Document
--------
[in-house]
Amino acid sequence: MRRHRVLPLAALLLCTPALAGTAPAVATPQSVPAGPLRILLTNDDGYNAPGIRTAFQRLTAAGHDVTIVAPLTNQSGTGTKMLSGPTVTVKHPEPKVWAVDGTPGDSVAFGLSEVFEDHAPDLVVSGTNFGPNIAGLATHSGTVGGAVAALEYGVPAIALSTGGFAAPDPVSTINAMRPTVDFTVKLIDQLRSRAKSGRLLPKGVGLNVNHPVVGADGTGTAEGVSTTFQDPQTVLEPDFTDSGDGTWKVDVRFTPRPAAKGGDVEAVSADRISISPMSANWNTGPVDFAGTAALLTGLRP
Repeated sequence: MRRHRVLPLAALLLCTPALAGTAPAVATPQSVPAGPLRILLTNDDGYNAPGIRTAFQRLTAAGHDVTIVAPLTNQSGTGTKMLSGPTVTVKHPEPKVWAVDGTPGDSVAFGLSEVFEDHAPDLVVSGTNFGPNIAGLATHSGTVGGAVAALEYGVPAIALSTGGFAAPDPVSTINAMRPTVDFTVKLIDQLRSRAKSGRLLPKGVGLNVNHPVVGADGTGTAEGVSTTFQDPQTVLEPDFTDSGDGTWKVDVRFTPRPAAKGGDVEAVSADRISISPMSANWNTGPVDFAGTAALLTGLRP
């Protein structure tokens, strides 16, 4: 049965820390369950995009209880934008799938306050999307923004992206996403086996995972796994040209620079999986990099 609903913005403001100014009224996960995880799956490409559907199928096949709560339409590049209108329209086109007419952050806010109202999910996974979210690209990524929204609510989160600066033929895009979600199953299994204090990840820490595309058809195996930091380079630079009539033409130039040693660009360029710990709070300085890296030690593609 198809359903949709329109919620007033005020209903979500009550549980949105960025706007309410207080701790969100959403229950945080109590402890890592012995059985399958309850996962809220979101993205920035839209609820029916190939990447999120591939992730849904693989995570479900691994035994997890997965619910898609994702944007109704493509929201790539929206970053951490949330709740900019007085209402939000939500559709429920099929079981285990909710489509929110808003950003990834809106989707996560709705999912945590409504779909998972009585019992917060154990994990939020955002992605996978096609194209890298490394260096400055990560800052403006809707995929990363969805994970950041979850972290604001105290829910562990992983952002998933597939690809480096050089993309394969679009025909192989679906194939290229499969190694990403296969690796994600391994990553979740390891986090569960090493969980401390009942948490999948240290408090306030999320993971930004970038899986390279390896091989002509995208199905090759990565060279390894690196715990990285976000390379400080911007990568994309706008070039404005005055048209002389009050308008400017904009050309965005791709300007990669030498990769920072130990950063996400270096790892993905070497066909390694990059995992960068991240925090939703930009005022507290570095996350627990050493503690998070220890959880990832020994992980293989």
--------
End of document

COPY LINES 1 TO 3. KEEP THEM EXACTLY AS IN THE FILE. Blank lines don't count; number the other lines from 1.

[in-house]
Amino acid sequence: MRRHRVLPLAALLLCTPALAGTAPAVATPQSVPAGPLRILLTNDDGYNAPGIRTAFQRLTAAGHDVTIVAPLTNQSGTGTKMLSGPTVTVKHPEPKVWAVDGTPGDSVAFGLSEVFEDHAPDLVVSGTNFGPNIAGLATHSGTVGGAVAALEYGVPAIALSTGGFAAPDPVSTINAMRPTVDFTVKLIDQLRSRAKSGRLLPKGVGLNVNHPVVGADGTGTAEGVSTTFQDPQTVLEPDFTDSGDGTWKVDVRFTPRPAAKGGDVEAVSADRISISPMSANWNTGPVDFAGTAALLTGLRP
Repeated sequence: MRRHRVLPLAALLLCTPALAGTAPAVATPQSVPAGPLRILLTNDDGYNAPGIRTAFQRLTAAGHDVTIVAPLTNQSGTGTKMLSGPTVTVKHPEPKVWAVDGTPGDSVAFGLSEVFEDHAPDLVVSGTNFGPNIAGLATHSGTVGGAVAALEYGVPAIALSTGGFAAPDPVSTINAMRPTVDFTVKLIDQLRSRAKSGRLLPKGVGLNVNHPVVGADGTGTAEGVSTTFQDPQTVLEPDFTDSGDGTWKVDVRFTPRPAAKGGDVEAVSADRISISPMSANWNTGPVDFAGTAALLTGLRP